I READ that it is on the wish list to have more sex clinics in schools.
I READ that it is on the 'wish list' to have more sex clinics in schools.
This is part of the 'no worries' programme and sexual health education in North Somerset.
I was a teacher at Backwell Comprehensive back in the 70s and part of my work then was to teach about sex. Sex education has been taught for a long time in our schools. The message of 'safe sex' has been around for decades, and condoms are available to our young people either free or in shops and clinics. Over 20 years ago when I was newly married I was at a contraceptive clinic in Weston hospital for advice, and there were teens of about 14 or so, also waiting to be seen.
For a long time, teens have had access to condoms, the morning after pill and abortions. How successful has this massive effort been? Do we see sexual health? Can our teens really say 'No worries'?
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No, it has in fact been the opposite. I believe that pushing sex and contraceptives and this false message that sex can be safe has had the disastrous effect of increasing sexual activity.
Sexually transmitted diseases (STDs) are increasing at epidemic levels. Abortions continue to rise. And we are not seeing the rates of teenage pregnancies decreasing as was hoped, even though the morning after pill and abortions are terminating some of these unwanted pregnancies.
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What concerns me is that if schools introduce sexual health clinics, it will put even more pressure on young people to feel that being sexually active is expected of them. People in authority keep on providing contraceptive advice and resources, so obviously they must be expecting young people to be having sex.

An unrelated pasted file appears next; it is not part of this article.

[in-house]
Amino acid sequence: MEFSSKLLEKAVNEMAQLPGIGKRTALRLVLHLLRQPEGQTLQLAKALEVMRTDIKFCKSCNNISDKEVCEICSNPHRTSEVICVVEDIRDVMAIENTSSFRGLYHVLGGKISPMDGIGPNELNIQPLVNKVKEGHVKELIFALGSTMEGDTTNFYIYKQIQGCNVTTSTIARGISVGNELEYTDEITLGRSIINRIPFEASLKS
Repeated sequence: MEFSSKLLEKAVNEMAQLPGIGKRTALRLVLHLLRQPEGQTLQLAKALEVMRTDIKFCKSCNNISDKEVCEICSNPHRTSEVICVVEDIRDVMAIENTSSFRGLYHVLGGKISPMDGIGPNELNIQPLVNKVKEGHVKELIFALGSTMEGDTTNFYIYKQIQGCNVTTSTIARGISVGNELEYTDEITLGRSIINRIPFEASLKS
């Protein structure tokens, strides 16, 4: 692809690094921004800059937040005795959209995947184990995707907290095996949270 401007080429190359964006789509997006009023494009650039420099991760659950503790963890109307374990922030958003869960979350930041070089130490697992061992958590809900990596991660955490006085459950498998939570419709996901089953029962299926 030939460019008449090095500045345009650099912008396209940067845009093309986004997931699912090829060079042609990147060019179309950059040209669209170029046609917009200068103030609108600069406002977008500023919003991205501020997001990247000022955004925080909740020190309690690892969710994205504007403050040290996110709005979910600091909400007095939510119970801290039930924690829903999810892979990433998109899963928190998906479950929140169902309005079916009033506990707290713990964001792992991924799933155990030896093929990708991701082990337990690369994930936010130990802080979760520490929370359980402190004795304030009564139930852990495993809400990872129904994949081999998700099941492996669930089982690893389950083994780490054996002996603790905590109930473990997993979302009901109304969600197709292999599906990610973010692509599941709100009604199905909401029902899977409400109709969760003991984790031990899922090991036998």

We need to remember that the youngsters in our local secondary schools are aged 11 to 16. Shouldn't they be encouraged to use those years in more appropriate ways? They are far too young to be aware of the commitment that a relationship needs. Too many of our youngsters are experiencing depression and mental health problems because of broken hearts. Having sex, then being rejected, or having casual sex, can be emotionally damaging. Having an abortion can leave long-term emotional damage.
Instead of teaching so much about sex and contraceptives, we should be teaching about good character, expecting the best of yourself, having self-respect and respect for others, and - dare I say it - teaching good morals.
The words 'morals' and 'character' seem to be disappearing from our vocabulary with tragic results. I feel very sorry for the youngsters growing up today. They are immersed in a society that says, if it feels good, do it. We only have to look around to see the unhappy results.
Sex is something to be enjoyed, but not while you are far too young and will end up getting hurt. Find someone who has a good character and who will commit to you for a lifetime. In the meantime, enjoy and pursue all the good things that the teenage years can bring.